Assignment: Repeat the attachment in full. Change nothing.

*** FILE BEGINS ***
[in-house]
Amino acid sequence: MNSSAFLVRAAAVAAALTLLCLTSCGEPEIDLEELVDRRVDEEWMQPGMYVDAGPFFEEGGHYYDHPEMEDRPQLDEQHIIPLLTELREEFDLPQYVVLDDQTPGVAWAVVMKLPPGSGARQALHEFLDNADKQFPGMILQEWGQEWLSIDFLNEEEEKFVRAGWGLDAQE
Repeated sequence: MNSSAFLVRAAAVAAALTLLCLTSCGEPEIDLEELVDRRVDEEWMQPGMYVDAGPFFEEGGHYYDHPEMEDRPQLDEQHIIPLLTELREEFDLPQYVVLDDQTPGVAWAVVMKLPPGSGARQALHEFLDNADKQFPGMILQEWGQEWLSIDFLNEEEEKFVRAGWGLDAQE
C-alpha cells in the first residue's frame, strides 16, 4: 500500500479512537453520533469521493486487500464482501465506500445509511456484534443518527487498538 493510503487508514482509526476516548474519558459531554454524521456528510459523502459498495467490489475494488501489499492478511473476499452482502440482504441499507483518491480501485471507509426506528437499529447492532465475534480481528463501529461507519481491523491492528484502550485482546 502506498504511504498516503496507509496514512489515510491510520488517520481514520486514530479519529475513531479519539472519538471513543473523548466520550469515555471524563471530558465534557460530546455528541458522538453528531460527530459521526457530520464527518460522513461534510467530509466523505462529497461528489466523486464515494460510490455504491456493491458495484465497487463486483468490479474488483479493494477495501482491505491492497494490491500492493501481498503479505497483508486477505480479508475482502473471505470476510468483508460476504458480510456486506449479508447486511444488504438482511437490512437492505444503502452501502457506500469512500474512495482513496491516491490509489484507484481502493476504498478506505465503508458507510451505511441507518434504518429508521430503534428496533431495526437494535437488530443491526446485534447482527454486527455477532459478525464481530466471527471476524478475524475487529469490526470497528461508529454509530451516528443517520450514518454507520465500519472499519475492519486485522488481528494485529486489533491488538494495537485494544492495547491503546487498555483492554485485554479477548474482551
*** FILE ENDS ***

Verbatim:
[in-house]
Amino acid sequence: MNSSAFLVRAAAVAAALTLLCLTSCGEPEIDLEELVDRRVDEEWMQPGMYVDAGPFFEEGGHYYDHPEMEDRPQLDEQHIIPLLTELREEFDLPQYVVLDDQTPGVAWAVVMKLPPGSGARQALHEFLDNADKQFPGMILQEWGQEWLSIDFLNEEEEKFVRAGWGLDAQE
Repeated sequence: MNSSAFLVRAAAVAAALTLLCLTSCGEPEIDLEELVDRRVDEEWMQPGMYVDAGPFFEEGGHYYDHPEMEDRPQLDEQHIIPLLTELREEFDLPQYVVLDDQTPGVAWAVVMKLPPGSGARQALHEFLDNADKQFPGMILQEWGQEWLSIDFLNEEEEKFVRAGWGLDAQE
C-alpha cells in the first residue's frame, strides 16, 4: 500500500479512537453520533469521493486487500464482501465506500445509511456484534443518527487498538 493510503487508514482509526476516548474519558459531554454524521456528510459523502459498495467490489475494488501489499492478511473476499452482502440482504441499507483518491480501485471507509426506528437499529447492532465475534480481528463501529461507519481491523491492528484502550485482546 502506498504511504498516503496507509496514512489515510491510520488517520481514520486514530479519529475513531479519539472519538471513543473523548466520550469515555471524563471530558465534557460530546455528541458522538453528531460527530459521526457530520464527518460522513461534510467530509466523505462529497461528489466523486464515494460510490455504491456493491458495484465497487463486483468490479474488483479493494477495501482491505491492497494490491500492493501481498503479505497483508486477505480479508475482502473471505470476510468483508460476504458480510456486506449479508447486511444488504438482511437490512437492505444503502452501502457506500469512500474512495482513496491516491490509489484507484481502493476504498478506505465503508458507510451505511441507518434504518429508521430503534428496533431495526437494535437488530443491526446485534447482527454486527455477532459478525464481530466471527471476524478475524475487529469490526470497528461508529454509530451516528443517520450514518454507520465500519472499519475492519486485522488481528494485529486489533491488538494495537485494544492495547491503546487498555483492554485485554479477548474482551